L. Elenin / ISON-NM Observatory

The object MG27A07 was discovered July 7th, during the course of a regular sky survey at our observatory, which became a year old on July 13th. The object’s rating (NEOR) was 100% and it was immediately placed on the NEOCP confirmation page. The speed of the new object was not high, on the order of 0.8 seconds of arc per minute, and in principle, nothing foreshadowed the discovery which eventually happened. It was necessary to continue observing.

July 8th, I again looked for this object, but didn’t see it on the images. Was it possible that the object was just an error on my part, and it didn’t really exist? Weather conditions the 7th were not the best; the object had appeared rather faint. Still, I remained certain of its existence. July 9th I again looked for the object. When I began the exposure, I saw on the NEOCP blog information that MG27A07 had been located by the American ARI Observatory (MPC code H21). Having taken my series, I also saw the object, but a little distance away from the position calculated from the observations of the first night. Later it turned out that in the new version of the program used at the observatory – CLT, error had crept in and inaccurate measurements were obtained. The calculations were done again by hand. By the way, as it came clear later, after correcting the orbit, MG27A07 was visible on several images from July 8th, but for the most part it was located on a starry background so that obtaining accurate measurements was not possible. But most important! After adding all 21 images from July 9th, the object looked like a comet! A coma was clearly visible. FWHM of the object was 5.8″, while at the same time, the average FWHM of the stars was no greater than 4.3″. This data was sent to the Central Bureau for Astronomical Telegrams, CBAT. On July 19 CBAT released a circular where the comet was assigned the designationP/2011 NO1.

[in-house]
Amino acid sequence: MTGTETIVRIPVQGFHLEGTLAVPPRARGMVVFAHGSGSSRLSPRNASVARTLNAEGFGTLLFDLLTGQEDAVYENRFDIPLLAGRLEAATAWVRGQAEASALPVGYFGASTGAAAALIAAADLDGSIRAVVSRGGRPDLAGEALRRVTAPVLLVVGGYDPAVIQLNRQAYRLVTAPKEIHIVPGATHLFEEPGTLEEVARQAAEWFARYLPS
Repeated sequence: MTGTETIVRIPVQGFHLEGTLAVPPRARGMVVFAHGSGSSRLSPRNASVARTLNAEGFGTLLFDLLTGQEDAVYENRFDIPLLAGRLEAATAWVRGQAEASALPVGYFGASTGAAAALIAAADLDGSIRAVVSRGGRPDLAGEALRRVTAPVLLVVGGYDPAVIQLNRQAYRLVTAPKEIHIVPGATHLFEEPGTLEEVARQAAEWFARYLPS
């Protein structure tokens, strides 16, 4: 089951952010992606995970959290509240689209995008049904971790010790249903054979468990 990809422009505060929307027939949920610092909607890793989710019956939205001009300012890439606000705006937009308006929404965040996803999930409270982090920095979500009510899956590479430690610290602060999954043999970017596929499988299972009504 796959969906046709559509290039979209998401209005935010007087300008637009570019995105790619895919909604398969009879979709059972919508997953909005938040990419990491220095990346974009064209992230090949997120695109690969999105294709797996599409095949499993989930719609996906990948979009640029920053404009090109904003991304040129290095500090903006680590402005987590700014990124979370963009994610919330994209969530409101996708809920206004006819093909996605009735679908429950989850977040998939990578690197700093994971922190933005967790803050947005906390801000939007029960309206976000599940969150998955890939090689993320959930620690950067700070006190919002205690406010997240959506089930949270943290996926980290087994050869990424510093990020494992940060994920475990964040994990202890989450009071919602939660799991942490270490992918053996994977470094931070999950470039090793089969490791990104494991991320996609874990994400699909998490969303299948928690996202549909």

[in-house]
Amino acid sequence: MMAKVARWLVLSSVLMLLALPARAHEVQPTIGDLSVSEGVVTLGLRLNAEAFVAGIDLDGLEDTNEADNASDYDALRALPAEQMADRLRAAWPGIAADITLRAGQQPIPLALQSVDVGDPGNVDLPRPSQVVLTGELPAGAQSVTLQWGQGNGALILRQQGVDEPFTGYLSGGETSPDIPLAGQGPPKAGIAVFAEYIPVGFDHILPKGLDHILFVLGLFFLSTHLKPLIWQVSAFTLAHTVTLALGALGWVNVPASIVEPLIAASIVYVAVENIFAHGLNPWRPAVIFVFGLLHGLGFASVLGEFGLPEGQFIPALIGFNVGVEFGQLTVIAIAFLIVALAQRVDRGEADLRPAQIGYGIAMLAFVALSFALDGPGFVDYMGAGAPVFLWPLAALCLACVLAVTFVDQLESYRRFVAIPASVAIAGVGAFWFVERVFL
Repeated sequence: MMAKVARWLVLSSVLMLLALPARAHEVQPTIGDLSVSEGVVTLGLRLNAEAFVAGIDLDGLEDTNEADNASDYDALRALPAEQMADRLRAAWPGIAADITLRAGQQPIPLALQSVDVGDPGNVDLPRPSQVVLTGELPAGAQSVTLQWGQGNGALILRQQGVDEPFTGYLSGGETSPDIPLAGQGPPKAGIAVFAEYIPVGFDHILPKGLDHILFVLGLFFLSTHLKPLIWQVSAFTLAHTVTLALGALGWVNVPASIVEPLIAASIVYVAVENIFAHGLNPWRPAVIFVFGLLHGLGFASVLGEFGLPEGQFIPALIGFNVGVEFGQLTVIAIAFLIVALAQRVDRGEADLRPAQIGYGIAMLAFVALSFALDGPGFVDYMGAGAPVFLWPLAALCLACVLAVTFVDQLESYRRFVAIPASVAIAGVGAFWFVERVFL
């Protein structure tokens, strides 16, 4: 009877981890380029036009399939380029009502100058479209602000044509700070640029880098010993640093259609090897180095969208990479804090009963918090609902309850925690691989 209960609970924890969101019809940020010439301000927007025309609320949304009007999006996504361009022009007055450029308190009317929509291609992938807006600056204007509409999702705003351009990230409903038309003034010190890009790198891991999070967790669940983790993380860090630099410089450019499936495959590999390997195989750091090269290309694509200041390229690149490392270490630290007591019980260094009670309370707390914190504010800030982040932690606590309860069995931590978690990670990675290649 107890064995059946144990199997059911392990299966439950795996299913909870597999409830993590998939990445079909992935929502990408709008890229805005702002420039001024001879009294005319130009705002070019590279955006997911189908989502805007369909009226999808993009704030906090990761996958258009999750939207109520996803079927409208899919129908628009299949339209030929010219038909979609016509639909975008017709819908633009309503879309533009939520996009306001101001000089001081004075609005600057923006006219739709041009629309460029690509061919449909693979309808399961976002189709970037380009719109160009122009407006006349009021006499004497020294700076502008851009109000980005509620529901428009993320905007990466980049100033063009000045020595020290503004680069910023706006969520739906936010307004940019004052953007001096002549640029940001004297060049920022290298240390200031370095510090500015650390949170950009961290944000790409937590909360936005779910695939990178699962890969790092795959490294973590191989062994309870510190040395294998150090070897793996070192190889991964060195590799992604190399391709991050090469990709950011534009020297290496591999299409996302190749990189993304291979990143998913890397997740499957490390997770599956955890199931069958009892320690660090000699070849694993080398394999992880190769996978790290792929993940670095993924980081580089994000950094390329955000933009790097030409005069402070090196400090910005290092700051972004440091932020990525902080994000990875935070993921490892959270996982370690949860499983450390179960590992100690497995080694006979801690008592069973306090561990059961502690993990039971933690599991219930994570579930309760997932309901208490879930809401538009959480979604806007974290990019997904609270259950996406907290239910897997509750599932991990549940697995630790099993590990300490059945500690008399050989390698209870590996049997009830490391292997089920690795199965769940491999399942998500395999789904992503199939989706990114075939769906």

Over the next several days, the cometary nature was confirmed by the ARI Observatory, and also by the 2-meter Faulkes Telescope South, FTS. I want to express my since gratitude for their work! Special thanks to all observers of T3 Project.

Preliminary orbital data say the comet is a short period comet with a period of about 13 years. At aphelion the comet goes out farther than the orbit of Saturn; at perihelion it comes in to 1.25 a.u. from the Sun and 0.38 a.u from the Earth orbit. For that reason the comet presents no danger to us. Closest approach to the Sun for this appartiion has already passed. This happened in the middle of January 2011.  Because of its small elongation and its location in the southern sky, it went unnoticed, although it might have had a maximum brightness of about 16th magnitude. Now the comet is again receding from the Sun, and by Fall its brightness will fall below 21st magnitude. The next time the comet will return toward the Sun will be in 2024, but that is a different story.

Observations continue and more details will be published soon!

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